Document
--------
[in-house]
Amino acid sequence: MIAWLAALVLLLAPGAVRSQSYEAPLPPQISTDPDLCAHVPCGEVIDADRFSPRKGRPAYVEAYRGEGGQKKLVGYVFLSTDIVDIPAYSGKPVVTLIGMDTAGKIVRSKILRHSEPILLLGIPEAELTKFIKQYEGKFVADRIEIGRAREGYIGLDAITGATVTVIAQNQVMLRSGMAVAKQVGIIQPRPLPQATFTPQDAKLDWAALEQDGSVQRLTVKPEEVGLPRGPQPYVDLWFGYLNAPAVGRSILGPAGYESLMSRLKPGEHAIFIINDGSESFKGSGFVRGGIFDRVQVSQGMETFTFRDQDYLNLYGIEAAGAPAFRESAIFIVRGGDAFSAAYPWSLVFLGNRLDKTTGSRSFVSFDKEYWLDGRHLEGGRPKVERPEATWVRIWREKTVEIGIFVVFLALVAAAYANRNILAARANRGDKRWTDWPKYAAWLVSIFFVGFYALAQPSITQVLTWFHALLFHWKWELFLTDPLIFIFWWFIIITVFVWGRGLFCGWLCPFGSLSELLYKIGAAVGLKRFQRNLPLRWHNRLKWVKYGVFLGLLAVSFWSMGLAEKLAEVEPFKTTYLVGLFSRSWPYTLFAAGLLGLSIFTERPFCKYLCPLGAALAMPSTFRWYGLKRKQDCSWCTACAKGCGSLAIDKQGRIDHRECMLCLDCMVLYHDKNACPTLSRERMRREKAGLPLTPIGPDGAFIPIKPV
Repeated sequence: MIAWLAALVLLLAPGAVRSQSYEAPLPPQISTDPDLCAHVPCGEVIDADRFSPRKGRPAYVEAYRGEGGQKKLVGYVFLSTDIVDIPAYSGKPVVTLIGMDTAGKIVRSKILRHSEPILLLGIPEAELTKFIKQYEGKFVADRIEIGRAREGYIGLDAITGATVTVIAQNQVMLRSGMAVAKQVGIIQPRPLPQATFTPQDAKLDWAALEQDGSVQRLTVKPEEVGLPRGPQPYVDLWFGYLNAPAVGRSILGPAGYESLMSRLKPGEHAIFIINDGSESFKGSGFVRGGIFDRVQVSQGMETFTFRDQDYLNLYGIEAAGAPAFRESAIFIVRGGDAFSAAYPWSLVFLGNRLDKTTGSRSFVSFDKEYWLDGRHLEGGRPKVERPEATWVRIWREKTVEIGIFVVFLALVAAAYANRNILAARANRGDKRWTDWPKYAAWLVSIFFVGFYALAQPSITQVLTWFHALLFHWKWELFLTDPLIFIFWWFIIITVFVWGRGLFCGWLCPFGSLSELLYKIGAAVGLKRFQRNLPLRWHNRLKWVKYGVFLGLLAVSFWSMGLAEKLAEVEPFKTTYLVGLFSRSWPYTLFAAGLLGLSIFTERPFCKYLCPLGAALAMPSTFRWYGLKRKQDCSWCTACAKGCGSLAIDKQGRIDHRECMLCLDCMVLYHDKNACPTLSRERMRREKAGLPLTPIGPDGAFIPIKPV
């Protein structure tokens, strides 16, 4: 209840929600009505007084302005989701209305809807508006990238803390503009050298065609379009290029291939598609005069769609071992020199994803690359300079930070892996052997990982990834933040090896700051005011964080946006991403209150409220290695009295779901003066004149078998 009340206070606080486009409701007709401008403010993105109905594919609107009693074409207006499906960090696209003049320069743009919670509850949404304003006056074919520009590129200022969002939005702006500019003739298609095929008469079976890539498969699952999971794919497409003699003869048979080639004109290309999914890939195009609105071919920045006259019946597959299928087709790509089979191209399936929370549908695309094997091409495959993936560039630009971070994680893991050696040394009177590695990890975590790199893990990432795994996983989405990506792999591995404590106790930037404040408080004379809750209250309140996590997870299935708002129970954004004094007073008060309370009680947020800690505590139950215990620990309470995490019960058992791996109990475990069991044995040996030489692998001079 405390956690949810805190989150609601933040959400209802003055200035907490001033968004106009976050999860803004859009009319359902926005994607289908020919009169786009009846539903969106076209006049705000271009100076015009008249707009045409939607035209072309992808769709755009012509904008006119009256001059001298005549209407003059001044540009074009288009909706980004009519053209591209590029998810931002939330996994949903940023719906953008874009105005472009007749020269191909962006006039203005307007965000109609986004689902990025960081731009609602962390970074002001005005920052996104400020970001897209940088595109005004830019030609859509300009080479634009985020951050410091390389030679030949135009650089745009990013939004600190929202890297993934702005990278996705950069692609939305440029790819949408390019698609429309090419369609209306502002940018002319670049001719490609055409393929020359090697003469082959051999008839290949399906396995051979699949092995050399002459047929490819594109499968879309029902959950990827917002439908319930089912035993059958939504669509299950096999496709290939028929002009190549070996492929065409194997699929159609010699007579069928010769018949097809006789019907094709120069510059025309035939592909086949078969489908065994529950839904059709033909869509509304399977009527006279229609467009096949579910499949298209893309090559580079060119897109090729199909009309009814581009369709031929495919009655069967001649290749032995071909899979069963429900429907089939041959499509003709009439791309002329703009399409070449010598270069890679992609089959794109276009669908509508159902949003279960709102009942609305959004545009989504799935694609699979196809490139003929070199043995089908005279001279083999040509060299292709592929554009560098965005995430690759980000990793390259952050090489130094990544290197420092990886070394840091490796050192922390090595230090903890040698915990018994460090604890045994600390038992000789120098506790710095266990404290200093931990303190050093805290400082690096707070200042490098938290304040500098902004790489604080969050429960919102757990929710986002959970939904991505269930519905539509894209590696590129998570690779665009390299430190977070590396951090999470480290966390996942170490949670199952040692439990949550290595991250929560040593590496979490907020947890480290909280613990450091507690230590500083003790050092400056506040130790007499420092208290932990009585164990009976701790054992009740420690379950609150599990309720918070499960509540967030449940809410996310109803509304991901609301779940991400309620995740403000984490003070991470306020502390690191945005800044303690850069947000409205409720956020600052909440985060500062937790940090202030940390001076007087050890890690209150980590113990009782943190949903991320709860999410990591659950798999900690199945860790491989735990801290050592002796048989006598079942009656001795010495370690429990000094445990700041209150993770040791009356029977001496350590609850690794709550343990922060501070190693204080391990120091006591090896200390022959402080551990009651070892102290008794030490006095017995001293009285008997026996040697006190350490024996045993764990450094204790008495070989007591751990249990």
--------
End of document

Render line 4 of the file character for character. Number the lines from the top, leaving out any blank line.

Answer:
């Protein structure tokens, strides 16, 4: 209840929600009505007084302005989701209305809807508006990238803390503009050298065609379009290029291939598609005069769609071992020199994803690359300079930070892996052997990982990834933040090896700051005011964080946006991403209150409220290695009295779901003066004149078998 009340206070606080486009409701007709401008403010993105109905594919609107009693074409207006499906960090696209003049320069743009919670509850949404304003006056074919520009590129200022969002939005702006500019003739298609095929008469079976890539498969699952999971794919497409003699003869048979080639004109290309999914890939195009609105071919920045006259019946597959299928087709790509089979191209399936929370549908695309094997091409495959993936560039630009971070994680893991050696040394009177590695990890975590790199893990990432795994996983989405990506792999591995404590106790930037404040408080004379809750209250309140996590997870299935708002129970954004004094007073008060309370009680947020800690505590139950215990620990309470995490019960058992791996109990475990069991044995040996030489692998001079 405390956690949810805190989150609601933040959400209802003055200035907490001033968004106009976050999860803004859009009319359902926005994607289908020919009169786009009846539903969106076209006049705000271009100076015009008249707009045409939607035209072309992808769709755009012509904008006119009256001059001298005549209407003059001044540009074009288009909706980004009519053209591209590029998810931002939330996994949903940023719906953008874009105005472009007749020269191909962006006039203005307007965000109609986004689902990025960081731009609602962390970074002001005005920052996104400020970001897209940088595109005004830019030609859509300009080479634009985020951050410091390389030679030949135009650089745009990013939004600190929202890297993934702005990278996705950069692609939305440029790819949408390019698609429309090419369609209306502002940018002319670049001719490609055409393929020359090697003469082959051999008839290949399906396995051979699949092995050399002459047929490819594109499968879309029902959950990827917002439908319930089912035993059958939504669509299950096999496709290939028929002009190549070996492929065409194997699929159609010699007579069928010769018949097809006789019907094709120069510059025309035939592909086949078969489908065994529950839904059709033909869509509304399977009527006279229609467009096949579910499949298209893309090559580079060119897109090729199909009309009814581009369709031929495919009655069967001649290749032995071909899979069963429900429907089939041959499509003709009439791309002329703009399409070449010598270069890679992609089959794109276009669908509508159902949003279960709102009942609305959004545009989504799935694609699979196809490139003929070199043995089908005279001279083999040509060299292709592929554009560098965005995430690759980000990793390259952050090489130094990544290197420092990886070394840091490796050192922390090595230090903890040698915990018994460090604890045994600390038992000789120098506790710095266990404290200093931990303190050093805290400082690096707070200042490098938290304040500098902004790489604080969050429960919102757990929710986002959970939904991505269930519905539509894209590696590129998570690779665009390299430190977070590396951090999470480290966390996942170490949670199952040692439990949550290595991250929560040593590496979490907020947890480290909280613990450091507690230590500083003790050092400056506040130790007499420092208290932990009585164990009976701790054992009740420690379950609150599990309720918070499960509540967030449940809410996310109803509304991901609301779940991400309620995740403000984490003070991470306020502390690191945005800044303690850069947000409205409720956020600052909440985060500062937790940090202030940390001076007087050890890690209150980590113990009782943190949903991320709860999410990591659950798999900690199945860790491989735990801290050592002796048989006598079942009656001795010495370690429990000094445990700041209150993770040791009356029977001496350590609850690794709550343990922060501070190693204080391990120091006591090896200390022959402080551990009651070892102290008794030490006095017995001293009285008997026996040697006190350490024996045993764990450094204790008495070989007591751990249990």